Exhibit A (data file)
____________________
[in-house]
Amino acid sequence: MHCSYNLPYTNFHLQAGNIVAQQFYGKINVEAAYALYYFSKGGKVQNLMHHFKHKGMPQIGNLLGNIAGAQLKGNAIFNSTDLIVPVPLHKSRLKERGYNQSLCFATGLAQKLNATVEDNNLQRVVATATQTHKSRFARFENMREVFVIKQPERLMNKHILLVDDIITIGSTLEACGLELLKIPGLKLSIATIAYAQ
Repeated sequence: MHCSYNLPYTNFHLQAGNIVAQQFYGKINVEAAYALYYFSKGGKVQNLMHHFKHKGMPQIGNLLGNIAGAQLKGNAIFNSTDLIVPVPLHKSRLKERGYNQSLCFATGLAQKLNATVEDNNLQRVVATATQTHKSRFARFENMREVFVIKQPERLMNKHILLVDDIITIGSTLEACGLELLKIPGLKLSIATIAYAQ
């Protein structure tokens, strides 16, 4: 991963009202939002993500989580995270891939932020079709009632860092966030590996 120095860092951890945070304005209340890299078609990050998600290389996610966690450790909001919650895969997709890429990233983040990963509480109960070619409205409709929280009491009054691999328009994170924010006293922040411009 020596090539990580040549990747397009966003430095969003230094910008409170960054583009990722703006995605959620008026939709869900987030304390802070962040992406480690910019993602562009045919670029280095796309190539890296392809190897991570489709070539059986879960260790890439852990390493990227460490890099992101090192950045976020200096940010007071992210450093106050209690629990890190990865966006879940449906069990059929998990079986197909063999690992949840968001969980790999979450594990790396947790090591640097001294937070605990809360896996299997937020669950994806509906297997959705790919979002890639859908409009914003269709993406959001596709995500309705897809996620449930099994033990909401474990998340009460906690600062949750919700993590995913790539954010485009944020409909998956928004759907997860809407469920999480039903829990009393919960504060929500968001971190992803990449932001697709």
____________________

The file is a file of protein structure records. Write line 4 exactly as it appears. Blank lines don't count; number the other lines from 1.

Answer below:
């Protein structure tokens, strides 16, 4: 991963009202939002993500989580995270891939932020079709009632860092966030590996 120095860092951890945070304005209340890299078609990050998600290389996610966690450790909001919650895969997709890429990233983040990963509480109960070619409205409709929280009491009054691999328009994170924010006293922040411009 020596090539990580040549990747397009966003430095969003230094910008409170960054583009990722703006995605959620008026939709869900987030304390802070962040992406480690910019993602562009045919670029280095796309190539890296392809190897991570489709070539059986879960260790890439852990390493990227460490890099992101090192950045976020200096940010007071992210450093106050209690629990890190990865966006879940449906069990059929998990079986197909063999690992949840968001969980790999979450594990790396947790090591640097001294937070605990809360896996299997937020669950994806509906297997959705790919979002890639859908409009914003269709993406959001596709995500309705897809996620449930099994033990909401474990998340009460906690600062949750919700993590995913790539954010485009944020409909998956928004759907997860809407469920999480039903829990009393919960504060929500968001971190992803990449932001697709």